Language and ethics – being “let” to go overdue

The more I think about it the more I think that one issue bioethicists should play much closer attention to is the language used to describe things.

This isn’t a new thought, Kongzi (known as Confucius in the West) said:

Tsze-lu said, “The ruler of Wei has been waiting for you, in order with you to administer the government. What will you consider the first thing to be done?”
The Master replied, “What is necessary is to rectify names.” “So! indeed!” said Tsze-lu. “You are wide of the mark! Why must there be such rectification?”
The Master said, “How uncultivated you are, Yu! A superior man, in regard to what he does not know, shows a cautious reserve.
“If names be not correct, language is not in accordance with the truth of things. If language be not in accordance with the truth of things, affairs cannot be carried on to success.
“When affairs cannot be carried on to success, proprieties and music do not flourish. When proprieties and music do not flourish, punishments will not be properly awarded. When punishments are not properly awarded, the people do not know how to move hand or foot.
“Therefore a superior man considers it necessary that the names he uses may be spoken appropriately, and also that what he speaks may be carried out appropriately. What the superior man requires is just that in his words there may be nothing incorrect.”

From The Analects of Confucius, Book 13, Verse 3 (James R. Ware, translated in 1980.)

I’ll give an example to make my point clear.

One thing I remember vividly from my antenatal classes is a comment made by the teacher in response to one of the mothers in the class asking what would happen if she went overdue – she was told not to worry the doctors wouldn’t let her go more than two weeks overdue. Likewise my sister is now pregnant and slightly overdue, and I’ve heard her and others express the same sentiment, that she wouldn’t be let to go too overdue.

It is an interesting and revealing way of phrasing the situation – it seems to indicate that it is up to the doctors when the mother gives birth, and if she takes too long about it then she needs special permission from the doctor, otherwise they will make her give birth.

What a horrendously disempowering way of phrasing things, which implicitly passes control over the mothers body from her to the healthcare professionals involved. So much for the triumph of autonomy over paternalism…

It is better to say that if a mother goes more than two weeks overdue doctors will advise her to be induced – since it is her choice whether to be induced or not, and while it might be medically advisable to be induced no one can force her.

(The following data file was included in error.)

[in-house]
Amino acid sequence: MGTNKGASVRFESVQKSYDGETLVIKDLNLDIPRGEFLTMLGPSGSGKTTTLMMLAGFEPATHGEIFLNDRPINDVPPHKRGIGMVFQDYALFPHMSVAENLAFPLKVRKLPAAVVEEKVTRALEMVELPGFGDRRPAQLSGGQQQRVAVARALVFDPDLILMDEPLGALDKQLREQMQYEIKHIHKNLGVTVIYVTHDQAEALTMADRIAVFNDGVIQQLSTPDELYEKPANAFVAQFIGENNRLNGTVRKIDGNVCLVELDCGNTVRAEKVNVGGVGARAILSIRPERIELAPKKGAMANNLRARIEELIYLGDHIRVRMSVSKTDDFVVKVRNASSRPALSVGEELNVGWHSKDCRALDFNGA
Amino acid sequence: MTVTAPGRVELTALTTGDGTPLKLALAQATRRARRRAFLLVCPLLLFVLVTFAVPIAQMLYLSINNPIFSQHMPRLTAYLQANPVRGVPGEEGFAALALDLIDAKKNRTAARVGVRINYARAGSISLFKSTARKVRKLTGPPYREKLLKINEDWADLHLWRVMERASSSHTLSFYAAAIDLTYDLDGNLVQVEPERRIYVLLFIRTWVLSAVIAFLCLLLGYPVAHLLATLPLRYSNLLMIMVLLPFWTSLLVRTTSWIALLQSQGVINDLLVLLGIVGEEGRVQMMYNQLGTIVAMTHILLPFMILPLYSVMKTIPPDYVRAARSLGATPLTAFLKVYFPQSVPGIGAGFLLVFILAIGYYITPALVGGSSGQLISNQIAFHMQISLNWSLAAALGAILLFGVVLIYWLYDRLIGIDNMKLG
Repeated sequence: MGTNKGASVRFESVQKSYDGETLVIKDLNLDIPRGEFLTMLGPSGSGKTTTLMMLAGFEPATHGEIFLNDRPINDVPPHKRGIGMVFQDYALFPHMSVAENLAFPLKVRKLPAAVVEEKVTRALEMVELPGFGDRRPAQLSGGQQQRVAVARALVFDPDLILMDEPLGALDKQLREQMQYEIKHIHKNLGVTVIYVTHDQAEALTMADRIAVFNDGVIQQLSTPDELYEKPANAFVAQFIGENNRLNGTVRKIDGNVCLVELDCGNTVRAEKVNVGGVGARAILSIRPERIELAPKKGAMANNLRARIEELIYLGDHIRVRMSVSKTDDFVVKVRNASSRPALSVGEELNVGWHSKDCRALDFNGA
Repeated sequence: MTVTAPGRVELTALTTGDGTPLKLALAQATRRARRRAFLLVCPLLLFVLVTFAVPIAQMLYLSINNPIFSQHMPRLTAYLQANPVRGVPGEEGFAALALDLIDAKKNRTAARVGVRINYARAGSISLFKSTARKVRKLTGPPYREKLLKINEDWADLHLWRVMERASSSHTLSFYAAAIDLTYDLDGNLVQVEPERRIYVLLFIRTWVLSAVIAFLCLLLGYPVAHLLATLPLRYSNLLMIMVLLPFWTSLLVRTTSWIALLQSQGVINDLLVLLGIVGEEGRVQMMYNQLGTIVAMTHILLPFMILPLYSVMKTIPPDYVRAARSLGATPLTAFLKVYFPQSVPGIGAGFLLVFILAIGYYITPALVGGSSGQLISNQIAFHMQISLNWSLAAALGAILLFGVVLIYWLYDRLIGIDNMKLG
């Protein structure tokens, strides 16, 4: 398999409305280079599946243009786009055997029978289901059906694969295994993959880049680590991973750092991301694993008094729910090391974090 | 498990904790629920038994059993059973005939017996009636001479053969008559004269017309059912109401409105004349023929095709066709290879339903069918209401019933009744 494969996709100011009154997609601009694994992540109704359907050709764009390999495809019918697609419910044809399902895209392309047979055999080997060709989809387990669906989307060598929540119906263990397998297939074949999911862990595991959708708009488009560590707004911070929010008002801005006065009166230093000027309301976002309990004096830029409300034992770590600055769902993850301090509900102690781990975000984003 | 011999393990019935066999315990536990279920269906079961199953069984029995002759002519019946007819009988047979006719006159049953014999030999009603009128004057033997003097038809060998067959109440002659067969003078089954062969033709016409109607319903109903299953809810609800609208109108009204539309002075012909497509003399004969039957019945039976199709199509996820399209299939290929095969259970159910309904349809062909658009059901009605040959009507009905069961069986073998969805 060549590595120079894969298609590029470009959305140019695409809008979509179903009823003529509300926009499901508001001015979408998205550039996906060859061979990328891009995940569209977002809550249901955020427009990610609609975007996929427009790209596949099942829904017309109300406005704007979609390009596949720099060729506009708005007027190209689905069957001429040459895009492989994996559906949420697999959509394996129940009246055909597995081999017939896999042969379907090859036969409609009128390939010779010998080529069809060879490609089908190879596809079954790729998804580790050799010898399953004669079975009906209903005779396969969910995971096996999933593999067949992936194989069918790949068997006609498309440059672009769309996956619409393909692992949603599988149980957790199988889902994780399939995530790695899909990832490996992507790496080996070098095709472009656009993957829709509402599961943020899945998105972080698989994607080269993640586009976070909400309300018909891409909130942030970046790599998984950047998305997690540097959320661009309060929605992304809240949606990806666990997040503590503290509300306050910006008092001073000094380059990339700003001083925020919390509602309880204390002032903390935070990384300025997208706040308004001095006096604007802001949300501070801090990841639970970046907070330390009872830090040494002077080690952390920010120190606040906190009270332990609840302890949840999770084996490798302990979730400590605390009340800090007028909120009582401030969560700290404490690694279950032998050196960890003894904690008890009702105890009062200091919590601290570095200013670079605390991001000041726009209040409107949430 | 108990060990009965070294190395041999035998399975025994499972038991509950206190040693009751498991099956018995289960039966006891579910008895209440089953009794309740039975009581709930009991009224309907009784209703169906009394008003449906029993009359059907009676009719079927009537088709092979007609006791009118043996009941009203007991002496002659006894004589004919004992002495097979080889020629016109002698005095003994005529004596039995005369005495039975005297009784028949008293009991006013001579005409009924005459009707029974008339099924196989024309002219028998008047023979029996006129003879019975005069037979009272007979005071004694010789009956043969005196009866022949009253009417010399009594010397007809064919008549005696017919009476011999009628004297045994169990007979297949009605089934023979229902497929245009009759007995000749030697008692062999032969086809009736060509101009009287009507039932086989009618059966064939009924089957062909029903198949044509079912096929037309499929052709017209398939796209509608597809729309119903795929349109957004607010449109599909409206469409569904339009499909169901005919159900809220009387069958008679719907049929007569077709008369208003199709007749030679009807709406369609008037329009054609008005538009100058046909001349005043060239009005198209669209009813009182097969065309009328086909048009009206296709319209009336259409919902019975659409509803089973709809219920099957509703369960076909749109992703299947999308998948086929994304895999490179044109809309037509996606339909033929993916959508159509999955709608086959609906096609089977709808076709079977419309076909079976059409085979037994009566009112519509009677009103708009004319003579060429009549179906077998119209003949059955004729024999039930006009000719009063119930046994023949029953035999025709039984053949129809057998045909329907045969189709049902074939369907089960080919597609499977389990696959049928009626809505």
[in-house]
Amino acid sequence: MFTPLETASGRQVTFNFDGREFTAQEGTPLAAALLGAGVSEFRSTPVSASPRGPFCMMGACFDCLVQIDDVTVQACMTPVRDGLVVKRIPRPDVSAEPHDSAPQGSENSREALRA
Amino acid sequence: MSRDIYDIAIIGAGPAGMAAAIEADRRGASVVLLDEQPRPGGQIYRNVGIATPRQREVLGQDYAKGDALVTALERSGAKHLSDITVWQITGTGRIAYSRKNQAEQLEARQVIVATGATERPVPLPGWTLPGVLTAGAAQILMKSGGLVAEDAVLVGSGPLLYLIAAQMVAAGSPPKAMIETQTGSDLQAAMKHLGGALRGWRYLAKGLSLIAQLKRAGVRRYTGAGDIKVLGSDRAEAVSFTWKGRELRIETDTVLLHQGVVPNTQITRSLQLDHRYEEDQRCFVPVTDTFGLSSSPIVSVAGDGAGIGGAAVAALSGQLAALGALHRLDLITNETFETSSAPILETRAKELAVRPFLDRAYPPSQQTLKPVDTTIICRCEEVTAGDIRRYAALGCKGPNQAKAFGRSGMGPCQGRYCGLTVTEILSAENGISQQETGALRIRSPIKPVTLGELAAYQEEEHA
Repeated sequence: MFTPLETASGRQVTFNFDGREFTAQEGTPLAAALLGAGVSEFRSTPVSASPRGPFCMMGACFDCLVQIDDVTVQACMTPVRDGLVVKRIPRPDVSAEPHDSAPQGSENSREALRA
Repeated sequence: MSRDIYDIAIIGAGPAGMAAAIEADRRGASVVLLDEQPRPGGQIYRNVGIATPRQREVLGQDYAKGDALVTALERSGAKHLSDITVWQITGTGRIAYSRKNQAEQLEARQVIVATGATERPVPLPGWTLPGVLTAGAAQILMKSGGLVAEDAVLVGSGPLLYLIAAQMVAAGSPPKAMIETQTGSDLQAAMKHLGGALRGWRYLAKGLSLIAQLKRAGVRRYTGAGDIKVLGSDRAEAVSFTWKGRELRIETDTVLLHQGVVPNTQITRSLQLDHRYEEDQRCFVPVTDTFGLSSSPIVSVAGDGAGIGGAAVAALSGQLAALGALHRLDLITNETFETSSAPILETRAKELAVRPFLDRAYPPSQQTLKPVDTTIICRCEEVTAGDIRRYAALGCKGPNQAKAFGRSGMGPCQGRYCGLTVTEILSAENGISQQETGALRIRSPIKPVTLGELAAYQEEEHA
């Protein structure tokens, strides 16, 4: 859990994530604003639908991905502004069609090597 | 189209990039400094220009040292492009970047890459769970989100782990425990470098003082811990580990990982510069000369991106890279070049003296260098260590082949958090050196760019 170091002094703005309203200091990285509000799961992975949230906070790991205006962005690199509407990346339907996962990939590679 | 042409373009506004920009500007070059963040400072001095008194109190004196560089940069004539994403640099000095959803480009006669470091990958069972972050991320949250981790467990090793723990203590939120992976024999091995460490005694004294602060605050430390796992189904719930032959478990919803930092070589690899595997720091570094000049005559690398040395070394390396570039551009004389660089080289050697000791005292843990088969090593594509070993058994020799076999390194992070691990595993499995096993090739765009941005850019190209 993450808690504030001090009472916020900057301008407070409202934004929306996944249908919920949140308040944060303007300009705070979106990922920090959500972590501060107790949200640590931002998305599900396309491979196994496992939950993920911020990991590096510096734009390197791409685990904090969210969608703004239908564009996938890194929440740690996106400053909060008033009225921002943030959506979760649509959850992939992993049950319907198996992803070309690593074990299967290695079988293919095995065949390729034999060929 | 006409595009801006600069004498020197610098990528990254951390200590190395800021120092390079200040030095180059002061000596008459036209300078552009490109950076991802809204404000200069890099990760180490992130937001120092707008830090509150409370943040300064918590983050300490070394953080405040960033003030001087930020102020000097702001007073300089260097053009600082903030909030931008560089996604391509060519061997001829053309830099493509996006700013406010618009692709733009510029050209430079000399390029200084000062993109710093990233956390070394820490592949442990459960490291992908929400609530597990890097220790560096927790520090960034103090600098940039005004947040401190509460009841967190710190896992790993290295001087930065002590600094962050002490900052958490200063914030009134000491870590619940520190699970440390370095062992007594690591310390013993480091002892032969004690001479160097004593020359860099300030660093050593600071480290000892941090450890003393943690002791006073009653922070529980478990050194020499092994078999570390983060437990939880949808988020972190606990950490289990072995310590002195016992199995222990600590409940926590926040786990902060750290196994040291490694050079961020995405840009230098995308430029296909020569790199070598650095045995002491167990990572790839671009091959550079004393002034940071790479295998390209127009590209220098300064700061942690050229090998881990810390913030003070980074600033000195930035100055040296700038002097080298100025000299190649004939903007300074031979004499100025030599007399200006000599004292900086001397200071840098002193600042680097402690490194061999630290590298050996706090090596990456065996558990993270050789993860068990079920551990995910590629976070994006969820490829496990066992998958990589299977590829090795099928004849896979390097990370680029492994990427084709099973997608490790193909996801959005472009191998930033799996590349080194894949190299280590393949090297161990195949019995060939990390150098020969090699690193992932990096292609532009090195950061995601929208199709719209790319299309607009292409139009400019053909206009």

Are there other examples of where we need to tidy up our language in bioethics?

  • Keith Tayler

    Far too many to list – but ‘enhancement’ is particularly messy.

  • livingdonor101

    Refering to kidney transplants as 'life-saving'. Transplants are treatments, not cures, and especially in the case of kidneys, other treatments are available. The phrase 'saving a life' and any of its brethren serve to obfuscate the reality of living donation, and pad the prospective or current living donor's ego.

    Telling living kidney donors that their remaining kidney will 'grow' to compensate for the loss of the donated kidney. A kidney donor loses 50% of their nephrons, never to be regained. The remaining kidney hypertrophies, meaning the cells actually swell or increase in size. They do not replicate, as growth implies.

    In addition, the increased pressure of one kidney to handle 25% of the body's blood (as opposed to two) at any particular time causes hyperfiltration, a widening of the kidney's blood vessels, and greater plasma pressure as it pushes through the glomerules and nephrons. Consider what happens to a balloon when it is blown up.

    Hypertrophism can be a response to disease or dysfunction in the heart and is viewed unfavorably when occuring in other glands or organs. Hyperfiltration can be a symptom of diabetes or kidney disease, and can lead to glomerular damage and other renal problems (eg. proteinurie). Despite the transplant industry's assurances, these are compensatory adaptations, not proof of living kidney donation's safety.